By David Mark
August 17, 2017 at 1:14 pm ET
Some Hill Democrats are attempting to use censure, a political pressure technique that falls short of impeachment, to confront what they call gross presidential malfeasance. And like the episode with former President Bill Clinton, the Republicans aren’t biting — though for starkly different reasons.
A trio of House Democrats this week introduced a resolution that would censure President Donald Trump over his “inadequate response” to the Aug. 12 Charlottesville tragedy.
In his statements since the white supremacist riot at the center of the bucolic Virginia college town, Trump has attempted to draw a parallel between neo-Nazi rioters, the Ku Klux Klan and anti-Semites on the one hand — and counter-protesters on the other.
The censure proposal, from Reps. Jerrold Nadler (N.Y.), Bonnie Watson Coleman (N.J.) and Pramila Jayapal (Wash.), would chide Trump over several issues, including his failure to blame white supremacist groups and the fact that he employs “people with ties to white supremacist movements,” naming chief strategist Steve Bannon and aide Sebastian Gorka.
A congressional censure of Trump would have no force of law. Congress has only voted on censure resolutions a few times — all in the 19th century, according to the Congressional Research Service.
In the case of Andrew Jackson, the Senate in 1834 voted to censure the seventh president over his failure to hand over a document related to re-chartering the controversial Bank of the United States — then reversed the censure three years later.
House Democrats’ views on censure now are both consistent and inconsistent with the last round of intense executive office drama — the tawdry 1990s Monica Lewinsky scandal that culminated in Clinton’s impeachment. The 42nd president was later acquitted by the Senate.
Motivations are starkly different. Back then congressional Democrats — in the minority then as now — futilely pushed a series of censure resolutions as a way of staving off the president’s impeachment. But congressional Republicans weren’t interested. The Constitution, they said, called for impeachment and potential removal from office — or nothing.
After impeachment charges against Clinton failed to clear a Senate majority, Democratic senators pushed censure instead. But Sen. Phil Gramm at the time said the resolution would set a “very dangerous precedent” that could easily “corrode the [doctrine of] separation of powers, which is the foundation of the American political system.”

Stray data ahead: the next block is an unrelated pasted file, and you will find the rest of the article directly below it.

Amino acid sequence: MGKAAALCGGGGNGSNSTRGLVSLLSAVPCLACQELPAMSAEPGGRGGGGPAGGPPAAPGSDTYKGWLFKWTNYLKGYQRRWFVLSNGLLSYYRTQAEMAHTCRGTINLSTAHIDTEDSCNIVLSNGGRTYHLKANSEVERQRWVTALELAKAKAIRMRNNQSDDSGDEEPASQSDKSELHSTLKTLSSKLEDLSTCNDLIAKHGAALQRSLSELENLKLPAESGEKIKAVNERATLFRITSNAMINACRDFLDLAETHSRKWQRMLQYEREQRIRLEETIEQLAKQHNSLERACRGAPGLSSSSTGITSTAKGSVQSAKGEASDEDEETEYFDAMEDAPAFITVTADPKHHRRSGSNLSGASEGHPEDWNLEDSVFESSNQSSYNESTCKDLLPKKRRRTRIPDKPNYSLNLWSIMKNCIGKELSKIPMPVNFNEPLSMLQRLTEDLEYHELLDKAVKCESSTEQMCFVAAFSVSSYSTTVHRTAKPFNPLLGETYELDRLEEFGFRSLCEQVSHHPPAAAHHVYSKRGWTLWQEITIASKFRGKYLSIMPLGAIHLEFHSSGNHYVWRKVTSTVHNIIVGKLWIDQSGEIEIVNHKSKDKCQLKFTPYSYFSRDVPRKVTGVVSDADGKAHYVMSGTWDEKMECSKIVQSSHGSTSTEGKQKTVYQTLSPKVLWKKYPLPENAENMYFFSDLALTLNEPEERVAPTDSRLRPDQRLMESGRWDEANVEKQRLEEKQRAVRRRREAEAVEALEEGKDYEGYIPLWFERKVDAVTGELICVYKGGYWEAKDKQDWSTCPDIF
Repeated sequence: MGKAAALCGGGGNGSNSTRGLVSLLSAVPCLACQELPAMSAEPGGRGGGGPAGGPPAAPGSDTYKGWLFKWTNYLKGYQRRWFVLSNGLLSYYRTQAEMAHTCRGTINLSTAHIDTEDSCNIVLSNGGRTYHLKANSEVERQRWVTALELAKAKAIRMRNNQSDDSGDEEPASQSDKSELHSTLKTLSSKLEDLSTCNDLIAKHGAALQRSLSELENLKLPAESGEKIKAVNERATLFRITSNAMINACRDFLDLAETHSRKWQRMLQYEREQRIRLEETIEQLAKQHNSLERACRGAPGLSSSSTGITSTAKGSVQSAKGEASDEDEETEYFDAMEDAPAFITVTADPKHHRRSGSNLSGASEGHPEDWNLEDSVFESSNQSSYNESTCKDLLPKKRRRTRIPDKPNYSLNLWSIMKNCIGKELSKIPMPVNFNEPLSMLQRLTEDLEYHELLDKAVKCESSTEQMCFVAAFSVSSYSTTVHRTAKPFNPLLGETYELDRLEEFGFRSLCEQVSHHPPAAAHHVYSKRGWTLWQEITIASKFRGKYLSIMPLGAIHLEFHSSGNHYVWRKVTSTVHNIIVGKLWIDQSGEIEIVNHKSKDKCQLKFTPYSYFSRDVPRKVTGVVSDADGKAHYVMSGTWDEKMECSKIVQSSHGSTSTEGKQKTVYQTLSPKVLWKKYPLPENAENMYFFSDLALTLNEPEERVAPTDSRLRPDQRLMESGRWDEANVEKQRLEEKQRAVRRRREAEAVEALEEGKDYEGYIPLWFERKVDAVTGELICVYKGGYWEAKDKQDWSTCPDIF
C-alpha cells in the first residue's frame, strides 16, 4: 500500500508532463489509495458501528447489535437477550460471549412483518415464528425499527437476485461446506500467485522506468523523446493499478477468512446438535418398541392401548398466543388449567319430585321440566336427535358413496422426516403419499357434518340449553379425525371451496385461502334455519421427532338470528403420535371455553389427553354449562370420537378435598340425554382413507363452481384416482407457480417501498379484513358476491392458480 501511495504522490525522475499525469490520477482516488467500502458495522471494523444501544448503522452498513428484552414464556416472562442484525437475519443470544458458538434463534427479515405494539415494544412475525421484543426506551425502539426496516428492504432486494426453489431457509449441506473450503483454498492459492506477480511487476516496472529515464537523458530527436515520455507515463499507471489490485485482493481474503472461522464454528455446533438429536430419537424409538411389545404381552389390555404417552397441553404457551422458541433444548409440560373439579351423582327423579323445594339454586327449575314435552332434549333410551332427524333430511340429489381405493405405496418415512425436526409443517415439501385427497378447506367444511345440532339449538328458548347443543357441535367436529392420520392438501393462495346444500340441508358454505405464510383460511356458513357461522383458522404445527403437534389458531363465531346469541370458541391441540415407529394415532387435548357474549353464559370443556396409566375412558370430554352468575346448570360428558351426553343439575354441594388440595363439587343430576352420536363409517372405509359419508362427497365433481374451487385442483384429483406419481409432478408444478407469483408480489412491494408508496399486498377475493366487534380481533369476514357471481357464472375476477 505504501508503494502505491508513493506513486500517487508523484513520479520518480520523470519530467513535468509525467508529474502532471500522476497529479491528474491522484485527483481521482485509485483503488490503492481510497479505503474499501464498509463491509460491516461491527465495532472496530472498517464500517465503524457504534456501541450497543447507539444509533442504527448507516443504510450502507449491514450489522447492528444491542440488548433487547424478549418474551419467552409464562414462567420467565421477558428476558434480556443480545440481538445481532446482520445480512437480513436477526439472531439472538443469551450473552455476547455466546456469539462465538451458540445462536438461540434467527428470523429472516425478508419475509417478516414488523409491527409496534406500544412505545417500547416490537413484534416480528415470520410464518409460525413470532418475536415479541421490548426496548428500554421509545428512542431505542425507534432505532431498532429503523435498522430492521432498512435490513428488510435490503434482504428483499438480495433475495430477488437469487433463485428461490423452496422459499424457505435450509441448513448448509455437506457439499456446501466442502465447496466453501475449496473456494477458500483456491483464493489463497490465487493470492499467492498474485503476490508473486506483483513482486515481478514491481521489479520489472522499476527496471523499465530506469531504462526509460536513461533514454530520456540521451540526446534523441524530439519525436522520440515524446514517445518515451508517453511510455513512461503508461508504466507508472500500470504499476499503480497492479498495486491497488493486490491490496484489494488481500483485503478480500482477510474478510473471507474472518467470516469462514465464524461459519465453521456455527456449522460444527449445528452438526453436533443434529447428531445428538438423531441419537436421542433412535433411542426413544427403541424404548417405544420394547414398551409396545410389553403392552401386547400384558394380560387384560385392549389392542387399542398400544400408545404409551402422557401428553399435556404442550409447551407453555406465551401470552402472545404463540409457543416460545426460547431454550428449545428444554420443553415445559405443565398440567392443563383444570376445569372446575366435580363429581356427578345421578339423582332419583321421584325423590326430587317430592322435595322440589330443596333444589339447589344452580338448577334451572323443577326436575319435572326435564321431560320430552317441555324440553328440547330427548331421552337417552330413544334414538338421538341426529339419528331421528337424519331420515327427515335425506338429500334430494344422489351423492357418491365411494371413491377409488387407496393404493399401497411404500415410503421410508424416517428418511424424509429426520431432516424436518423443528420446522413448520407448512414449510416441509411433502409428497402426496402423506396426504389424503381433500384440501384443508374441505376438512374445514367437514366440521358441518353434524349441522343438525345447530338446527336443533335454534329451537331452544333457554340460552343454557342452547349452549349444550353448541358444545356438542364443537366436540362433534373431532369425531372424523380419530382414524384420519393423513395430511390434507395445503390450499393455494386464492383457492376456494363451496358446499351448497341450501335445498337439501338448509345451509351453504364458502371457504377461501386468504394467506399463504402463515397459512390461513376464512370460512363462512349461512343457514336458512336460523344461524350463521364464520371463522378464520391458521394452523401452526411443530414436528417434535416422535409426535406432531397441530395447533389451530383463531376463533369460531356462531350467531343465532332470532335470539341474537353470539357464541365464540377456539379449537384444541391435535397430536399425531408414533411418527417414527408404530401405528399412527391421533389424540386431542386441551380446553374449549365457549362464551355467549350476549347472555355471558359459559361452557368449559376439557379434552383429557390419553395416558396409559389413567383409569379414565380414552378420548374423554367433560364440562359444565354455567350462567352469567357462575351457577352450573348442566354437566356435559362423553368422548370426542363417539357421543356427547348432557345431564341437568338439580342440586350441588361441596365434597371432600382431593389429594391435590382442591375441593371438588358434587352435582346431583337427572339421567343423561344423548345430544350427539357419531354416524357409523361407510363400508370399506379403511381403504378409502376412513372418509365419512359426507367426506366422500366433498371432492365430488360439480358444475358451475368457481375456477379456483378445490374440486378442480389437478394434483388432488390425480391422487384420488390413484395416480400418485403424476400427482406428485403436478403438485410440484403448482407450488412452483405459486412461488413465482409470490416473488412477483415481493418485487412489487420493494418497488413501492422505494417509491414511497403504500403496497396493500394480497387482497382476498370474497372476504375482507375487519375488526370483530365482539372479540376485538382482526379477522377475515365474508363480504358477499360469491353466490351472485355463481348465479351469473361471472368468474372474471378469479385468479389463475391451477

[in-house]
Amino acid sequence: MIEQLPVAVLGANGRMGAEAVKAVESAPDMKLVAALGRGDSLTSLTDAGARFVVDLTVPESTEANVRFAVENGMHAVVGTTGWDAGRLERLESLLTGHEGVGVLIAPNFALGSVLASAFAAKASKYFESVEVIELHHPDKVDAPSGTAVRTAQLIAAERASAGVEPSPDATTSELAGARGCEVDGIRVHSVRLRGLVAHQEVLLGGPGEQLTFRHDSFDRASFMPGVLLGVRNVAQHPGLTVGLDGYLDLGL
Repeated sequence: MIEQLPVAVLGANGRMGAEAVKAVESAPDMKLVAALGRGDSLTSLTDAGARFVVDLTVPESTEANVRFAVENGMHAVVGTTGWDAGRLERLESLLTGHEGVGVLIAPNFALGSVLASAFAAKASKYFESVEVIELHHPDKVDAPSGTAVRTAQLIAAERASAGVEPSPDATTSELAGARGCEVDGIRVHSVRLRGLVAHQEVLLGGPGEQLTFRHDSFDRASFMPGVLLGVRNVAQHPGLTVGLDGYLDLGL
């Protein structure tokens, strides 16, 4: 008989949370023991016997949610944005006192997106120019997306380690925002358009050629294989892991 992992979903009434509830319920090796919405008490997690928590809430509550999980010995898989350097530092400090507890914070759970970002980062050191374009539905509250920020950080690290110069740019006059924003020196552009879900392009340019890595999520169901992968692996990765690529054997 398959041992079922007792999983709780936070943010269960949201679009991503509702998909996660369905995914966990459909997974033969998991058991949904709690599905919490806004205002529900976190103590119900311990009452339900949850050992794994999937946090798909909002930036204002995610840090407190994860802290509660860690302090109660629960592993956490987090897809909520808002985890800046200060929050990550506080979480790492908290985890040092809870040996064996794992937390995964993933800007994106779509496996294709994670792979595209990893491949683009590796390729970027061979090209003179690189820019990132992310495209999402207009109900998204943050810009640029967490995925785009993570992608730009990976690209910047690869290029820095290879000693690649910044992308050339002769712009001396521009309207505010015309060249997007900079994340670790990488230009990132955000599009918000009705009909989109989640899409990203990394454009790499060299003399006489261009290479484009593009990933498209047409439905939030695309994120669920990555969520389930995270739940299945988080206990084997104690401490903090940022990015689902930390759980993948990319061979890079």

“The motivation for it is clear,” added Gramm, a Texas Republican who would retire from the Senate in 2002. “People want it both ways. They want to find the president guilty and not guilty at the same time.”
Democrats now, though, have a different view on the merits of censure.
Since Trump took office, congressional Republicans have been wary of criticizing the GOP president too harshly. And they’ve been largely silent so far on the Democratic censure resolution.
Some Republican activists are even speaking out in Trump’s defense, contending media reports have downplayed the roles of organizations such as Antifa and Black Lives Matter.
Tom Pauken, a former Texas Republican Party chairman, called censure a “terrible idea.”
“There was violence on both sides in Virginia, and Trump rightly called out both sides for it,” Pauken said in an email on Wednesday.
A longtime Democratic consultant, Michael Fraioli, said the censure move by House Democrats was a good pressure tactic — but likely wouldn’t see the light of day in a GOP-controlled Congress.
“But anything that keeps the GOP on the defensive on the issue of the KKK, Nazis, white supremacists, etc., will keep the conversation going when Congress is back,” Fraioli said by email Wednesday.
Susan Del Percio, a Republican consultant and analyst who has been critical of Trump, said in an interview Wednesday that a House censure resolution would be “a real test of whether Republicans are willing to call him out.”
“It’s a way for the Republican Party to show that they won’t tolerate the president’s hatred,” she said, adding that a censure vote would put “a lot of other Republicans in a difficult position, including leadership.”
Fraioli, the Democratic consultant, said the focus on Trump and his approach to race issues also faces political limits.
“Democrats need to get to work carrying the message of how Democrats have plans to improve the lives of Americans,” he said.
David Mark previously worked at Morning Consult as an editor.